13.2 TuF headstamp


#1

Can anyone help shedding some light on this German 13.2 TuF cartridge headstamp?

I had heard from someone it may be 1935 headstamp, and that Germany had experimented with the 13.2 TuF round as a possible aircraft round pre war… is there any truth to this? I can’t seem to find info on this particular headstamp.


#2

Jack762,

This is a 13X92 SR, A.P. Phosphor.
That is the meaning of the “Pf” in the head stamp.

Be careful with this round, the bullet could start leaking.

Rgds


#3

A.P. Phosphor… what is the phosphorous for? A type of API? and is this WWI era?


#4

Yes API. This cartridge used the same case as the WW1 AP.
I think it was used in the mid 1930, perhaps as an experiment because of the P M head stamp, I don’t know.

Rgds


#5

Yes it is a phosphor bullet…


#6

great, thank you! would love to know if it is from the mid 1930’s and what the story is behind them


#7

The “Pf” marking does not mean “Phosphor” and is not related to the cartridge loading; they are the initials found in drawing numbers -a cartridge case in this example- used by Polte’s small arms ammunition branch until 1942, and you can find it in different experimental cartridges below 37 mm. This drawing number dates from c. 1933-35.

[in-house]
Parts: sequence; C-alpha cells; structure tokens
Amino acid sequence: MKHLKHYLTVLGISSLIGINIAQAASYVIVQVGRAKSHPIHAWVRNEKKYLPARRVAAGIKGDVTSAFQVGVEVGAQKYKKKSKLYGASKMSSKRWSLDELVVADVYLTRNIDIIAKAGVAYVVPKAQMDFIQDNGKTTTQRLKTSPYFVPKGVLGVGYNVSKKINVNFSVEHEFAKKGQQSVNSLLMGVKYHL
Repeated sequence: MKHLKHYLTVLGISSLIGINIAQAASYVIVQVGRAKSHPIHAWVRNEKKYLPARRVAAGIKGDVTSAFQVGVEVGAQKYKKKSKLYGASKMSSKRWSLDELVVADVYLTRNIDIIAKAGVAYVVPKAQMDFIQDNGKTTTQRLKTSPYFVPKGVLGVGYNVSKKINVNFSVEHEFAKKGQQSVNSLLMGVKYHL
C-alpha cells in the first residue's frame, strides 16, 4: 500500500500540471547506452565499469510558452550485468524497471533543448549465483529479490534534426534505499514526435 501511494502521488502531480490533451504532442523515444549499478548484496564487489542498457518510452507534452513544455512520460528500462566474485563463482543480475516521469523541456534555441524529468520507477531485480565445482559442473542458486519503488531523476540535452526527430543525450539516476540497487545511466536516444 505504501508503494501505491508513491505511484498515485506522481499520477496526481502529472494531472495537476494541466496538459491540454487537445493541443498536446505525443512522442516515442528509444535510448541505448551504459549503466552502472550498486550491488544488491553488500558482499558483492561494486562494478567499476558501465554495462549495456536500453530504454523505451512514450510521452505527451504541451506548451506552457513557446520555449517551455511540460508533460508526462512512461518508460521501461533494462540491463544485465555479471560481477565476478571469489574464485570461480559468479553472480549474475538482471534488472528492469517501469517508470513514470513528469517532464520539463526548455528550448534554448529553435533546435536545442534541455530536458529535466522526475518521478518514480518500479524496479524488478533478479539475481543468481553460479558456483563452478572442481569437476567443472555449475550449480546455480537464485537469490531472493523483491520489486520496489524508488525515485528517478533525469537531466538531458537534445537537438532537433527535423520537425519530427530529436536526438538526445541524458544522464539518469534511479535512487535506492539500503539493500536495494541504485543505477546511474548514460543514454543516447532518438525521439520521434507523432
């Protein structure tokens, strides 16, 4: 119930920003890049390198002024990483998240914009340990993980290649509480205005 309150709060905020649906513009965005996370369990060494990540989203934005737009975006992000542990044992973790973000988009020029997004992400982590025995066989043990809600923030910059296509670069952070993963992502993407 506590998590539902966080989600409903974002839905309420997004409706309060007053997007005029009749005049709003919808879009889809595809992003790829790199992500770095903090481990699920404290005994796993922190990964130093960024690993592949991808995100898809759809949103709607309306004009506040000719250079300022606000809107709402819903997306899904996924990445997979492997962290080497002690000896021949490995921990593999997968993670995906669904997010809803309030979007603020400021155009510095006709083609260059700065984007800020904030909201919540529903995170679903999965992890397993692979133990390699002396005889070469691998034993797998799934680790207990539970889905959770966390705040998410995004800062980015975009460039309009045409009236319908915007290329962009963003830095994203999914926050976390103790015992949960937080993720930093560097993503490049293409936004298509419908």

#8

In my humble opinion “Pf” stands for Patronenfabrik, considering that Polte’s other line of business was the Armaturenfabrik (industrial valves, hydrants and similar equipment).


#9

Can’t remember where or have any proof about that but I’m quite sure to read somewhere that Pf stand for “Polte forschung”… Hope this could help…


#10

It clearly is a drawing number as can be seen here:


#11

Of course it’s a drawing number but I believe that “pf” stand for “Polte forschung” which mean “Polte research”


#12

As per German grammar it should be “PF” then.


#13

Ok, you must know better than me this kind of grammar as I’m not speaking at all german, sorry. But Pf must stand for something as a number alone is enough to identify a drawing???


#14

I know only one other cartridge with a “Pf” in the head stamp.
Could be a drawing number. I really don’t know.


#15

Willem, great picture! That’s another example of a Polte drawing number (Pf 5705) on a 13 x 92 MG 132 from 1938.

Regards,

Fede


#16

Willem, there is others too in I think 7.92x94. And sure there are more, I just do not remember them all.

There are also cases where the “Pf” was omitted then (for example on 13x94 dated 1939).

Wasn’t there a Polte list with lots of experimental cases listed where also plenty of thes numbers were given?


#17

So this 13.2x94SR I have here is an experimental from the 1930’s? Is it quite rare?


#18

Experimental yes but they were found at a former air force test range by the bucket.


#19

Thanks, any idea what they were used for? or what weapon fired them? If it was an aircraft machine gun could it have been based on what the MG-18 TuF was supposed to be?


#20

To what I understood there is no real solid info in terms of primary documents.
But researchers do assume it was along the line of the TuF MG.
The direct competitor to this was the later adopted MG131 in 13x64B.